A new reference grammar of Chamorro has just been published and is freely available to everyone through eScholarship, the open access platform of the University of California. The author is Sandra Chung, a linguist from the University of California, Santa Cruz, who has spent more than 40 years studying the Chamorro language in the CNMI and in the continental U.S.
Chamorro Grammar gives a comprehensive overview of the language’s structure, including many topics that have never been described before. Over 700 pages long, it is designed to be a resource for linguists, educators, and community members, and to facilitate revitalization and renewal efforts.
Chung began writing the grammar 11 years ago as part of a larger project to upgrade the documentation of the Chamorro language. Initially funded by the National Science Foundation (2008-2013), the project’s main focus is the ongoing community-based effort to revise the Chamorro-English Dictionary. Over a hundred Chamorro speakers on Rota, Saipan, and Tinian have worked on the revised dictionary, which is now being edited. According to Chung, the dictionary material supplied by community members was crucial for her grammar. “Without the efforts of the dictionary working groups,” she says, “I could never have completed the grammar.” The grammar draws its many illustrative examples from the dictionary database, from Chamorro books published in the CNMI and in Guam, and from her linguistic fieldwork.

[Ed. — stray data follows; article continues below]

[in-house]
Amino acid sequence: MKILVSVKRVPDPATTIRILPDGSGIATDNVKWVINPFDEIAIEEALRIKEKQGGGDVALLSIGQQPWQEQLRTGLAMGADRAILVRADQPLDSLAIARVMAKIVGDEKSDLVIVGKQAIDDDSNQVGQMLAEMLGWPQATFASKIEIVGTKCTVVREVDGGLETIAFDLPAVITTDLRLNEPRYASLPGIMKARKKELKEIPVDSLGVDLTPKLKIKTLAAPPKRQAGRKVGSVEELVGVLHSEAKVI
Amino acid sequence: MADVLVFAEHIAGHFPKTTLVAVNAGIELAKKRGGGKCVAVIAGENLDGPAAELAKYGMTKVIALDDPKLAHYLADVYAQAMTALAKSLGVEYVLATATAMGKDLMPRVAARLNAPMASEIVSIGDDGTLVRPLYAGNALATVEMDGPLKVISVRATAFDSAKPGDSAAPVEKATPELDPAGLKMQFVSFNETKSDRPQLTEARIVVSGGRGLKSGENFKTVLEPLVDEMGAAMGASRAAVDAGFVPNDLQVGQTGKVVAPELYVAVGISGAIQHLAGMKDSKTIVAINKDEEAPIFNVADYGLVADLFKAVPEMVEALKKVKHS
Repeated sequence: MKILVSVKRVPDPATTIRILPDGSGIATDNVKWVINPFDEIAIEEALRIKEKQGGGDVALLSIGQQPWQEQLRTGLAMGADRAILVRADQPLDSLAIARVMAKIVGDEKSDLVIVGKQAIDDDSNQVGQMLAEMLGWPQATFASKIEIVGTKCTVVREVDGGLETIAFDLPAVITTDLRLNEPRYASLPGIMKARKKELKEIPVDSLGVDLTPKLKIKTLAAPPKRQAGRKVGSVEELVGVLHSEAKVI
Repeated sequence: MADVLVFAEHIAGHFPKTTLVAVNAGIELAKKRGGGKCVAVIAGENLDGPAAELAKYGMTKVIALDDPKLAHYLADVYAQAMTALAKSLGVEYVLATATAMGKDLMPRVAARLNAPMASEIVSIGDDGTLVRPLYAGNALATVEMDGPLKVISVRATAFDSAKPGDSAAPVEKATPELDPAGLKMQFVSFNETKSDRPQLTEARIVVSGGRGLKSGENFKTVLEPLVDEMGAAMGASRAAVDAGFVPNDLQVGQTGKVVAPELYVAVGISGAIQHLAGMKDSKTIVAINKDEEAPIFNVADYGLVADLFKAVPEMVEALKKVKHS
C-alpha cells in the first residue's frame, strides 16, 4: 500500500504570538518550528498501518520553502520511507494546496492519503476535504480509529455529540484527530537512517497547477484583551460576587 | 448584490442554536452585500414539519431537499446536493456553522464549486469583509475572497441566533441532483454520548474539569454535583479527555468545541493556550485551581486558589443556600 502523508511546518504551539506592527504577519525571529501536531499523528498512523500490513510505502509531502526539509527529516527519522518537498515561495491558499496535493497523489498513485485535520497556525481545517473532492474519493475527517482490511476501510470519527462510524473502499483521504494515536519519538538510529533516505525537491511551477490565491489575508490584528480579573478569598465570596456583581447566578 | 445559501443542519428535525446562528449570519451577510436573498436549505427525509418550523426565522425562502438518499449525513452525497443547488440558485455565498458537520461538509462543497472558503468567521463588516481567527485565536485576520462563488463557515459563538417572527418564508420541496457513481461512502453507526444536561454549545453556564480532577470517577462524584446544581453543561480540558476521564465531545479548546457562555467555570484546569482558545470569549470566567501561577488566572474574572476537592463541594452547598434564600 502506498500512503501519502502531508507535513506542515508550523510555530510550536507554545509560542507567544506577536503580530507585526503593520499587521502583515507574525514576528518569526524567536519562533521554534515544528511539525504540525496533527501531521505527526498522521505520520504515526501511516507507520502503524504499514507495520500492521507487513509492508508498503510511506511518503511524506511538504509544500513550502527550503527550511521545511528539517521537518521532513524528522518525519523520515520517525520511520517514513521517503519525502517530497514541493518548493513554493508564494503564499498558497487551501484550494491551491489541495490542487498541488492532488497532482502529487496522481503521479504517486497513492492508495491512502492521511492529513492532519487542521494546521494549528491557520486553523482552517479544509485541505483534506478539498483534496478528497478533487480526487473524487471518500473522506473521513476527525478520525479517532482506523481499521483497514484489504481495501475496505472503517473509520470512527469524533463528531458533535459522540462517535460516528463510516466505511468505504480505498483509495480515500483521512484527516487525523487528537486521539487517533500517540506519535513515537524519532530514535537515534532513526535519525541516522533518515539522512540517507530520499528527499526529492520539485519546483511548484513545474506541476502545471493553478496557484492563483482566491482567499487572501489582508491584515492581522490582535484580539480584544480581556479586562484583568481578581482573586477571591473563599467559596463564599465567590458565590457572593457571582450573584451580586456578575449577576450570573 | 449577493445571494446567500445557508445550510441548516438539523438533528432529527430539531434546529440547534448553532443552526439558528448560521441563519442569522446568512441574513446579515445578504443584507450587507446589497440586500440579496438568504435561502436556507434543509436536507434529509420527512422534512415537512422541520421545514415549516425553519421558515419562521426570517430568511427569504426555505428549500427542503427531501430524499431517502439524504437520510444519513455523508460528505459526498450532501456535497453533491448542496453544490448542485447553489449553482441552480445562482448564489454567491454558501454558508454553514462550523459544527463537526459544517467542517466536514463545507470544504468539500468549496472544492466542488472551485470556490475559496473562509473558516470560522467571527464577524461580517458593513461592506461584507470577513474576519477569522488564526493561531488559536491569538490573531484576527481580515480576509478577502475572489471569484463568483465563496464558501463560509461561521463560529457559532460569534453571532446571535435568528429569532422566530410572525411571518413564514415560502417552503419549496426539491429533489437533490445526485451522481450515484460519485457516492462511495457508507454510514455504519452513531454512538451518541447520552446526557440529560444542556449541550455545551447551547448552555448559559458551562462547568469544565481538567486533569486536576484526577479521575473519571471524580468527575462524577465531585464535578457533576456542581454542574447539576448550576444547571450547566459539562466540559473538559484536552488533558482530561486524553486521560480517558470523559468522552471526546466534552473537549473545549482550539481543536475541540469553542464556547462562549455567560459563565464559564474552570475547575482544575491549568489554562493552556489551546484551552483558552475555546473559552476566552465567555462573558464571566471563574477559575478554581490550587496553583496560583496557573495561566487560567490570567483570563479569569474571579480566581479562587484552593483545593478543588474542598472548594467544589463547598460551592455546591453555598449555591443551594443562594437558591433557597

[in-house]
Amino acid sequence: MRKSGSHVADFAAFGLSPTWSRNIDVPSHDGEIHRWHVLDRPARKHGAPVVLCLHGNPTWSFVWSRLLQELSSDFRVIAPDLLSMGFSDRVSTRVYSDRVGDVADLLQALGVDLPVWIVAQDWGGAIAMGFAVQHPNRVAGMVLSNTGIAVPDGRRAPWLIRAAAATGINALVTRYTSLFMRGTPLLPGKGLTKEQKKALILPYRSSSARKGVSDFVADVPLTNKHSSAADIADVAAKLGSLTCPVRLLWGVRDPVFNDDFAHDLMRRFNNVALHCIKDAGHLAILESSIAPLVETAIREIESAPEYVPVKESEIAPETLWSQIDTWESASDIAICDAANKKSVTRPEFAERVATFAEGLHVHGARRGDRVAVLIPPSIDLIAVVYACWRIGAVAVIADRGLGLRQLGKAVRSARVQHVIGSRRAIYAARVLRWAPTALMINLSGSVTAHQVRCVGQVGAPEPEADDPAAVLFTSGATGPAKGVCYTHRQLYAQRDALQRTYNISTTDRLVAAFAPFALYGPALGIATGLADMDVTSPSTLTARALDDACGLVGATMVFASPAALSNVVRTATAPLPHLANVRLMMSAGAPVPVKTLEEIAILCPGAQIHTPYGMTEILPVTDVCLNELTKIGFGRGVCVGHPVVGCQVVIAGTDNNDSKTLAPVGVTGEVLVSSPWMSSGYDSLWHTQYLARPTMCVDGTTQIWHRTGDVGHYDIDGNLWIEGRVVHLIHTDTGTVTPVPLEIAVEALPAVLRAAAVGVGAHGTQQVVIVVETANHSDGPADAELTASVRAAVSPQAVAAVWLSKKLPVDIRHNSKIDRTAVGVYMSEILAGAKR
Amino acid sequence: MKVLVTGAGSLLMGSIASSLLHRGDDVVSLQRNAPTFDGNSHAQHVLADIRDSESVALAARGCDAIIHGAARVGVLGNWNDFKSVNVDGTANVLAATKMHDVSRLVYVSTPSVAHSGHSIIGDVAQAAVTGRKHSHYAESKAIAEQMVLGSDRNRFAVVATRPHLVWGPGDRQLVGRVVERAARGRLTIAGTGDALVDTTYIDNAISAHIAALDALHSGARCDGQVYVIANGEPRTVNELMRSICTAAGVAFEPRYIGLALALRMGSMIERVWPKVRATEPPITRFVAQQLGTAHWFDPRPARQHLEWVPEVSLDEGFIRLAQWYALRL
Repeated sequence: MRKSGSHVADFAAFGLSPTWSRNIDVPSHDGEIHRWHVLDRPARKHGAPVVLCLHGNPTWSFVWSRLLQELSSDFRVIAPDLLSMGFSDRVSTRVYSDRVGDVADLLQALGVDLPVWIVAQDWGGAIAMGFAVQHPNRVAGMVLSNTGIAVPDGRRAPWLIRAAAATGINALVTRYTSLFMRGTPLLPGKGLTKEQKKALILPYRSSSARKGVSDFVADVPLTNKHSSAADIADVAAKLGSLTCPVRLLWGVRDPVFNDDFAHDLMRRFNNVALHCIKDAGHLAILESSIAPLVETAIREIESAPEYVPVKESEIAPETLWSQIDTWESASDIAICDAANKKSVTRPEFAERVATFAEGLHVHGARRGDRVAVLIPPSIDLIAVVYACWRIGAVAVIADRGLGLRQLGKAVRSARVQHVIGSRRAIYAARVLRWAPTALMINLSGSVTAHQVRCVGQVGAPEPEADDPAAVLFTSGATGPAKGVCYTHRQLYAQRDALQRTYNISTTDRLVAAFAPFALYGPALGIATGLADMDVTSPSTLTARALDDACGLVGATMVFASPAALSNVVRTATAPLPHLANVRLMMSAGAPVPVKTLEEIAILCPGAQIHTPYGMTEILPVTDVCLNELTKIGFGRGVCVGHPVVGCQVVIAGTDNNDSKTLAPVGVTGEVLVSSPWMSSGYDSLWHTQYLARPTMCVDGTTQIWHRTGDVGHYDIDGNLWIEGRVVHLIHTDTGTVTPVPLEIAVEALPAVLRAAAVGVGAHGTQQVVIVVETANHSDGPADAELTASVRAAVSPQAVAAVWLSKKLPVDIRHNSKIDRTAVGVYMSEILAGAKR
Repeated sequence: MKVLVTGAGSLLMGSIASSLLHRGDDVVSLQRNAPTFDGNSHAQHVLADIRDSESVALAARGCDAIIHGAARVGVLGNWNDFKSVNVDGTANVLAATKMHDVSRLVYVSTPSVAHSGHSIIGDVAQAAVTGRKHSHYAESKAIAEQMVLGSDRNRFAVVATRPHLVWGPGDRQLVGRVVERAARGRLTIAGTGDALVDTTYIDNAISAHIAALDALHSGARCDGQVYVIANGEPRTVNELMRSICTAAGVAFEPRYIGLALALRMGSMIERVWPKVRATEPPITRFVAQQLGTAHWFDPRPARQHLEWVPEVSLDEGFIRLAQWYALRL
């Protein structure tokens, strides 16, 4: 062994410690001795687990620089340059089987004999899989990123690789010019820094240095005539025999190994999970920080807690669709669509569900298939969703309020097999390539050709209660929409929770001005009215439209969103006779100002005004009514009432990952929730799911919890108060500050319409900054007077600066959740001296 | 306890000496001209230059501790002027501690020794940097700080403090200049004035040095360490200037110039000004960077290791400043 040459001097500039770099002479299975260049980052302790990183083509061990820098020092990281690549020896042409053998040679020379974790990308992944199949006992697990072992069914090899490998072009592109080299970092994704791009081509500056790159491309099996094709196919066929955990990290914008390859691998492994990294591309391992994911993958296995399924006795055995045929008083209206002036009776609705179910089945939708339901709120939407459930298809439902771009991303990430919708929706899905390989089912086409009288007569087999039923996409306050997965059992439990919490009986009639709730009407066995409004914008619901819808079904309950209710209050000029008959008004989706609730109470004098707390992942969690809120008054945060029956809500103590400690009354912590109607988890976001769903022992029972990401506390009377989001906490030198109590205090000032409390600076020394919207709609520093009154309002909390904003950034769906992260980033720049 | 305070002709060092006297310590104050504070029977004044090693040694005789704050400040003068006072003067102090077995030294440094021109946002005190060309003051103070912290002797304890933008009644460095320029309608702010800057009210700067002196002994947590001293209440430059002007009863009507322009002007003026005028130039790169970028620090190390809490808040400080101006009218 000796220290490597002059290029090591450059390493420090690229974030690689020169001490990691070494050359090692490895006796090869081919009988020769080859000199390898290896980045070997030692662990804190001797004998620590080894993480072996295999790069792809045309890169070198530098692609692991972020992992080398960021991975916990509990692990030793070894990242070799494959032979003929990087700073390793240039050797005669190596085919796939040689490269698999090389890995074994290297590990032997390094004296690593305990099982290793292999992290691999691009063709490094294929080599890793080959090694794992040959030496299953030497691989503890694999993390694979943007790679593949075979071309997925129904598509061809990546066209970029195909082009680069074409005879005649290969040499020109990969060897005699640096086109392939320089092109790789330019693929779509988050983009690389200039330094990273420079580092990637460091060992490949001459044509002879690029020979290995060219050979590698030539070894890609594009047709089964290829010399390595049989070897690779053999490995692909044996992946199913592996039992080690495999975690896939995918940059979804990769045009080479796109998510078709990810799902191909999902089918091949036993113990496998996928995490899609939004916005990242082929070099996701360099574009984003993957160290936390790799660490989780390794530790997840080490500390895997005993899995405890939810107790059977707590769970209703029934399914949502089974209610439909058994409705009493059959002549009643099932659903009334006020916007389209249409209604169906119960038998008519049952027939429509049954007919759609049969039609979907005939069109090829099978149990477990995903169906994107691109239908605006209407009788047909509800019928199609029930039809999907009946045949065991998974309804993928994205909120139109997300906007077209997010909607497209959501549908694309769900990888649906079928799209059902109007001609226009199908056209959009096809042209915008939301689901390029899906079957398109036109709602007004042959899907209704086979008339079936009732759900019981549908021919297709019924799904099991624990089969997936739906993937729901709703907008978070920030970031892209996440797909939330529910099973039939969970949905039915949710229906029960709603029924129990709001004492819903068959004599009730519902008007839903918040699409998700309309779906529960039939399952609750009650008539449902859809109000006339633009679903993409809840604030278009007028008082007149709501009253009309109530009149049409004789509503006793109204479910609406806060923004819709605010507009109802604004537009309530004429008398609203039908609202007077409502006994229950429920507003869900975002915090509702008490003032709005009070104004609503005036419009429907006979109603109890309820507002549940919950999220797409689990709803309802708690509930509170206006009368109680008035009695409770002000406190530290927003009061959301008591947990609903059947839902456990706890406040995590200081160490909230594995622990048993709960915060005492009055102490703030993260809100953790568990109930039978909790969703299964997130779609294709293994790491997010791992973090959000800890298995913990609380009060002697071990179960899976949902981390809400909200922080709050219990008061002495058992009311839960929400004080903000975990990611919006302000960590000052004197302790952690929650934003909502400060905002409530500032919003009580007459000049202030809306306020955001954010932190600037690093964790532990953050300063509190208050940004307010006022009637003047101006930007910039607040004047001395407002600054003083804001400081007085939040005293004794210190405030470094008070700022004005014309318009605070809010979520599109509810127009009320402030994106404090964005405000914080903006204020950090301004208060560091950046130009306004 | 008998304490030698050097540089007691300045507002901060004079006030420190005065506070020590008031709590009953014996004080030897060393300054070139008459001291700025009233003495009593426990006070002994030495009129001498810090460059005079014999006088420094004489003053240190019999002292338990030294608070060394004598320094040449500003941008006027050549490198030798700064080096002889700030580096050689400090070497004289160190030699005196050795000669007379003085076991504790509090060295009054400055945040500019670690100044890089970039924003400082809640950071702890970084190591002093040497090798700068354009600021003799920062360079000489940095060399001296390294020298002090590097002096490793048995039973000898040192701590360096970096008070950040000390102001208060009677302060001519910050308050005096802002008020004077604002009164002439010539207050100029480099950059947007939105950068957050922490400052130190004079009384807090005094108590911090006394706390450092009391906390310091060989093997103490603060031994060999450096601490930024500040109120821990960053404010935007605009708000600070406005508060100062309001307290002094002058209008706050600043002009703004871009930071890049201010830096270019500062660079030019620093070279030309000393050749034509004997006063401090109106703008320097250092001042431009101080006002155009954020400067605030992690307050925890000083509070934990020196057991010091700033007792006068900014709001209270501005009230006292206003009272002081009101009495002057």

One of the great advantages of online publication is that the grammar can be viewed and downloaded at no cost. A print version is planned for the near future. Farther down the road, there may be a student’s version. What matters to Chung right now is that some version is available to the public.
Chamorro Grammar can be viewed and downloaded at https://escholarship.org/uc/item/2sx7w4h5. (PR)